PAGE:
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Guidance/Advisory Criteria — Conditions

Bipolar Mood Disorder

Mood disorders are characterized by their pervasiveness and symptoms that interfere with the ability of the individual to function socially and occupationally. The two major groups of mood disorders are bipolar and depressive disorders. Bipolar disorder is characterized by one or more manic episodes and is usually accompanied by one or more depressive episodes.

The onset of manic episodes may be sudden or gradual. Symptoms include excessively elevated, expansive, or irritable moods. During a manic episode, judgment is frequently diminished, and there is an increased risk of substance abuse. Some episodes may present with delusions or hallucinations. Treatment for bipolar mania may include lithium and/or anticonvulsants to stabilize mood and antipsychotics when psychosis manifests.

Symptoms of a depressive episode include loss of interest and motivation, poor sleep, appetite disturbance, fatigue, poor concentration, and indecisiveness. A severe depression is characterized by psychosis, severe psychomotor retardation or agitation, significant cognitive impairment (especially poor concentration and attention), and suicidal thoughts or behavior. In addition to the medication used to treat mania, antidepressants may be used to treat bipolar depression.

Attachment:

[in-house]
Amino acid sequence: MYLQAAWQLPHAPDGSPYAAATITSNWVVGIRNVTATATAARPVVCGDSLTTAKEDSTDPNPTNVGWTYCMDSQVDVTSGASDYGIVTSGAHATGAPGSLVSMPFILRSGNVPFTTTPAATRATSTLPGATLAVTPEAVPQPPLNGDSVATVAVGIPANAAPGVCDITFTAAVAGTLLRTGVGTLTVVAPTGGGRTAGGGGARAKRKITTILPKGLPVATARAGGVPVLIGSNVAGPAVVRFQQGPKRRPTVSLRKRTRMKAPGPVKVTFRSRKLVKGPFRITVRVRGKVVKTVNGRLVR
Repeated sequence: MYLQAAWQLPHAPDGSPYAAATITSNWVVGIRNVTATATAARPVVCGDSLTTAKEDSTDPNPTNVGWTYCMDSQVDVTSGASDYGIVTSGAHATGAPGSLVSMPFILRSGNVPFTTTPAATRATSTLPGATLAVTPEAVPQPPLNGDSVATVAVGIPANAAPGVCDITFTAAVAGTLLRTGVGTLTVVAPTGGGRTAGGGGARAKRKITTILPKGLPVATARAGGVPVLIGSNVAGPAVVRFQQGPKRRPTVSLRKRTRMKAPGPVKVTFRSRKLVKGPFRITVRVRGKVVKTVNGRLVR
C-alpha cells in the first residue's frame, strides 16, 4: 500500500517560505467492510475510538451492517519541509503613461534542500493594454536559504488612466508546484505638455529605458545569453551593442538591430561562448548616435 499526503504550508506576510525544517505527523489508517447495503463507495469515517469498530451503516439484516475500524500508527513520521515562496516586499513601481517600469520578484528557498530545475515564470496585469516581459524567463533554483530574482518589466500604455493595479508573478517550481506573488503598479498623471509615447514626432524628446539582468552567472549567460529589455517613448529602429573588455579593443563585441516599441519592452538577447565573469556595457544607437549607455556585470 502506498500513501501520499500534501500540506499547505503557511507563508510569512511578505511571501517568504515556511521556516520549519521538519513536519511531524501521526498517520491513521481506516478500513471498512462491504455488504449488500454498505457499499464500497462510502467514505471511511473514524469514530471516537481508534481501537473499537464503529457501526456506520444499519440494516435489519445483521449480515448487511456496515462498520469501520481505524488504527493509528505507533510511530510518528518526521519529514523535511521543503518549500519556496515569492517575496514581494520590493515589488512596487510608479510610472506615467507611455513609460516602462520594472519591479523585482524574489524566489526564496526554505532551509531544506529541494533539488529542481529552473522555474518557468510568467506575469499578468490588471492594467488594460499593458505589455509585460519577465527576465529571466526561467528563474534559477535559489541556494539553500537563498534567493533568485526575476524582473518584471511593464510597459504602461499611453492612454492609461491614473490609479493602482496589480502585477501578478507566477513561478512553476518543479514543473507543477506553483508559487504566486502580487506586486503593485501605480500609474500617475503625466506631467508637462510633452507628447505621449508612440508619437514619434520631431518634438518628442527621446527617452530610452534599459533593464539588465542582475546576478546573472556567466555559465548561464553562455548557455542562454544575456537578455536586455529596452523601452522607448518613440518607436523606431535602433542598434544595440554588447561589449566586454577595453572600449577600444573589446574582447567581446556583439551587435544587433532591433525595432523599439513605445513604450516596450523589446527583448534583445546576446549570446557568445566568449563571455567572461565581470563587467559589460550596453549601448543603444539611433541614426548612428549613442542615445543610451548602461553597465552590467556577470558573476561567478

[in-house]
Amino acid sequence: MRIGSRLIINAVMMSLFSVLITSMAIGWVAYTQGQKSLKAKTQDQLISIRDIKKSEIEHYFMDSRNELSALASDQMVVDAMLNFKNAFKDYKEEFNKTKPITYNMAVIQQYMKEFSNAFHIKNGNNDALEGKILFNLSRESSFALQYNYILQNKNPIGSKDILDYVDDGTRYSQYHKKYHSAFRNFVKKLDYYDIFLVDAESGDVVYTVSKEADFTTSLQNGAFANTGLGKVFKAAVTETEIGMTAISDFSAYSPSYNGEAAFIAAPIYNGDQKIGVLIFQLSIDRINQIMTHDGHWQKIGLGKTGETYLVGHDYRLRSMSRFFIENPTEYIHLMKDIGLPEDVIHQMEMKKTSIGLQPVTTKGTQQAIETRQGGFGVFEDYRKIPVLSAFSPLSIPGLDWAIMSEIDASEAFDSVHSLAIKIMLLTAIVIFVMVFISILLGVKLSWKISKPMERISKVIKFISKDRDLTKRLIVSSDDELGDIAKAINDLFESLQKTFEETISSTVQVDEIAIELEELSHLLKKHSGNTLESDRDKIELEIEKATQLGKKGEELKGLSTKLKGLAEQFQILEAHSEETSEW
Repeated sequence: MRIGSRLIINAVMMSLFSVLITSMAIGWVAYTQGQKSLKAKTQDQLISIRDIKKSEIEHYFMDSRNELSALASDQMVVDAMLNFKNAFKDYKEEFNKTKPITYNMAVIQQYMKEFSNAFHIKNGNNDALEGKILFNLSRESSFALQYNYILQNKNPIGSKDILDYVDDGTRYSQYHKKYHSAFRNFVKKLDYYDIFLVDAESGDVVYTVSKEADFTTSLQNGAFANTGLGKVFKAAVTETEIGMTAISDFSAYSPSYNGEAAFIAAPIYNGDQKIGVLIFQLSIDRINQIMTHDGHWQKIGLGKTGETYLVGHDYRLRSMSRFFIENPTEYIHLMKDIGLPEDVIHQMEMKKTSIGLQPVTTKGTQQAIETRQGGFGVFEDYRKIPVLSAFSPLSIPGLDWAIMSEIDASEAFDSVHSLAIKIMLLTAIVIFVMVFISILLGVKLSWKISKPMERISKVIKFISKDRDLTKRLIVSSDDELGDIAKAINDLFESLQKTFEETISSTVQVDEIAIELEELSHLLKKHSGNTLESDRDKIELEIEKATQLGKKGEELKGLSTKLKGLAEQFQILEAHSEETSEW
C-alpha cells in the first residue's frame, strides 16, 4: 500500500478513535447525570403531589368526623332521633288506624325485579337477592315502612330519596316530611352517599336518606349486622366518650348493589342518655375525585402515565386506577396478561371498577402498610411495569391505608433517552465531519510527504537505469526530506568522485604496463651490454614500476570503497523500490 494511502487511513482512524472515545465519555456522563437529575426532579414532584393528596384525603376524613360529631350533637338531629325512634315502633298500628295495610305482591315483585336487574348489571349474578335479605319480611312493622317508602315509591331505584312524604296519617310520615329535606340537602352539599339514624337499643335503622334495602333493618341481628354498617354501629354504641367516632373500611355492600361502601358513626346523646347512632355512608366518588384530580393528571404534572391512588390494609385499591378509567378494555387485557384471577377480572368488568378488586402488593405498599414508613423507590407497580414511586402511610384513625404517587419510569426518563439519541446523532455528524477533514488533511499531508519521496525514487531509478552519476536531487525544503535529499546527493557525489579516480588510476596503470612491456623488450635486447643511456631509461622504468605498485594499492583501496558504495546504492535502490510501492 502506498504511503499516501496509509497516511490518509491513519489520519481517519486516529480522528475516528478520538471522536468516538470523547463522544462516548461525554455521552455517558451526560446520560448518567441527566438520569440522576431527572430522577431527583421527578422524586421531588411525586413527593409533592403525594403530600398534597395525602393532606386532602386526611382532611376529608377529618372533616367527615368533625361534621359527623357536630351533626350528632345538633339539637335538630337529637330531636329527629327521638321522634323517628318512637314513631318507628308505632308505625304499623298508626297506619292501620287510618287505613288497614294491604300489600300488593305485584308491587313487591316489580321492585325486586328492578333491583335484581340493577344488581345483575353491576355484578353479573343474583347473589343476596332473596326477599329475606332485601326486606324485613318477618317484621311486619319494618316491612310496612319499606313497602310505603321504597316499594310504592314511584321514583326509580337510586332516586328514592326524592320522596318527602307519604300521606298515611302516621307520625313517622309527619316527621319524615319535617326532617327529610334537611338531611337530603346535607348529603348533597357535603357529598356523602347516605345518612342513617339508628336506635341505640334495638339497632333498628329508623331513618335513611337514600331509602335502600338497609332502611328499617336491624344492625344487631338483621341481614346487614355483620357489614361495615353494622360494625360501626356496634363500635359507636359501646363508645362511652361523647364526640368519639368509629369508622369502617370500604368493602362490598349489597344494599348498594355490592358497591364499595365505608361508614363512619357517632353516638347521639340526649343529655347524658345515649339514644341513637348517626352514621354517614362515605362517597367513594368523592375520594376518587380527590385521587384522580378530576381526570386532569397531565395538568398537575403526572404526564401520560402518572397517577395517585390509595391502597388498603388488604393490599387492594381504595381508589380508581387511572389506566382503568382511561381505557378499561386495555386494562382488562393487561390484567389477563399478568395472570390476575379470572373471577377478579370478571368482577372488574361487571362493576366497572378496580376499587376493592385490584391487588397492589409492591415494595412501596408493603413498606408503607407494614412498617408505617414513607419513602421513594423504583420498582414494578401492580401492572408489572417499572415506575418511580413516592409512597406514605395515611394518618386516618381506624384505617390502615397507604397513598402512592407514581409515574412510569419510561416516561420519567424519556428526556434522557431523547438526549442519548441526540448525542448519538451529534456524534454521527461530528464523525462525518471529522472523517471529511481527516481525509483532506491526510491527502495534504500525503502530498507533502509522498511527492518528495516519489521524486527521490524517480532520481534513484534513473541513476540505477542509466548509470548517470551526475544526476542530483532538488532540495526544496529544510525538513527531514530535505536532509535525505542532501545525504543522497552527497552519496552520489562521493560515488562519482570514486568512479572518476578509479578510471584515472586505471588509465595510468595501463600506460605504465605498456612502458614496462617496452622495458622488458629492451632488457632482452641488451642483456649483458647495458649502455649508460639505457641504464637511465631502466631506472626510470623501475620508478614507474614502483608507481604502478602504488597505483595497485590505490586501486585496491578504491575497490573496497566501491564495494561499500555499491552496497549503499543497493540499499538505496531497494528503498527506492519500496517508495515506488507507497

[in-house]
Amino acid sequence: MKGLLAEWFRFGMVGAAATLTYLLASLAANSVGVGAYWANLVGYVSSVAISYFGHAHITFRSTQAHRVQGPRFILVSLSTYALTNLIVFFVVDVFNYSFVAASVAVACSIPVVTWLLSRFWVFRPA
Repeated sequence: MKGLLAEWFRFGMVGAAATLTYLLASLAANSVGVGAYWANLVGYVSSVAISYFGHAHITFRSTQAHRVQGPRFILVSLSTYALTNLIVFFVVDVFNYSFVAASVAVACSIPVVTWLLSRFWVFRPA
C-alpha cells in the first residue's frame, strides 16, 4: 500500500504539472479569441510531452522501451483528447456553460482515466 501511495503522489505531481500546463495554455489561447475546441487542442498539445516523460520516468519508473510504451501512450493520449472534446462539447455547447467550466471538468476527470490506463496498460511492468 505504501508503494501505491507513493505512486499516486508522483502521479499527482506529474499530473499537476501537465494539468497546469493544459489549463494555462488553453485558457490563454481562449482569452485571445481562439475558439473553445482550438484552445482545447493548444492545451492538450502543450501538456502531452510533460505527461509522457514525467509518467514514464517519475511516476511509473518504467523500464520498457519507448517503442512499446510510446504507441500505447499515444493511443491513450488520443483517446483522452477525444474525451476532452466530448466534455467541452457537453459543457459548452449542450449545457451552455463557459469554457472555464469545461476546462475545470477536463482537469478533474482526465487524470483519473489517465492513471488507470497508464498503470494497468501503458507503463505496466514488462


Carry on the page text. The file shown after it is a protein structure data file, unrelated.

Other psychiatric disorders, including substance abuse, frequently coexist with bipolar disorder.

NOTE: Cyclothymia is a mild form of bipolar disorder that causes brief episodes of depression or elevated mood, but typically does not cause marked impairment. Treatment may include medication.

Certification/Recertification — Bipolar Mood Disorder

Determination is not based on diagnosis alone. The actual ability to drive safely and effectively
should not be determined solely by diagnosis but instead by an evaluation focused on function
and relevant history.

Waiting period

Minimum — 6 months symptom free following a nonpsychotic major depression unaccompanied by suicidal behavior

Minimum — 1 year symptom free following a severe depressive episode, a suicide attempt, or a manic episode

NOTE: If more than one waiting period applies (because of multiple conditions or other comorbid diseases), examine the driver for certification after the completion of the longest waiting period.


Maximum certification — 1 year

Recommend to certify if:

The driver:

  • Completes an appropriate symptom-free waiting period.
  • Complies with treatment program.
  • Tolerates treatment without disqualifying side effects (e.g., sedation or impaired coordination).
  • Has a comprehensive evaluation from an appropriate mental health professional who understands the functions and demands of commercial driving.

Recommend not to certify if:

The driver has:

  • Active psychosis.
  • Prominent negative symptoms, including:
    • Substantially compromised judgment.
    • Attentional difficulties.
    • Suicidal behavior or ideation.
    • Personality disorder that is repeatedly manifested by overt inappropriate acts.
  • Treatment side effects that interfere with safe driving.


At least every 2 years the driver with a history of a major mood disorder should have evaluation and clearance from a mental health specialist, such as a psychiatrist or psychologist, who understands the functions and demands of commercial driving.

Advise the certified driver with a major mood disorder to report any manic or severe major depressive episode within 30 days of onset to the driver's employer, medical examiner, or appropriate health care professional and to seek medical intervention.


The driver should have annual medical examinations.

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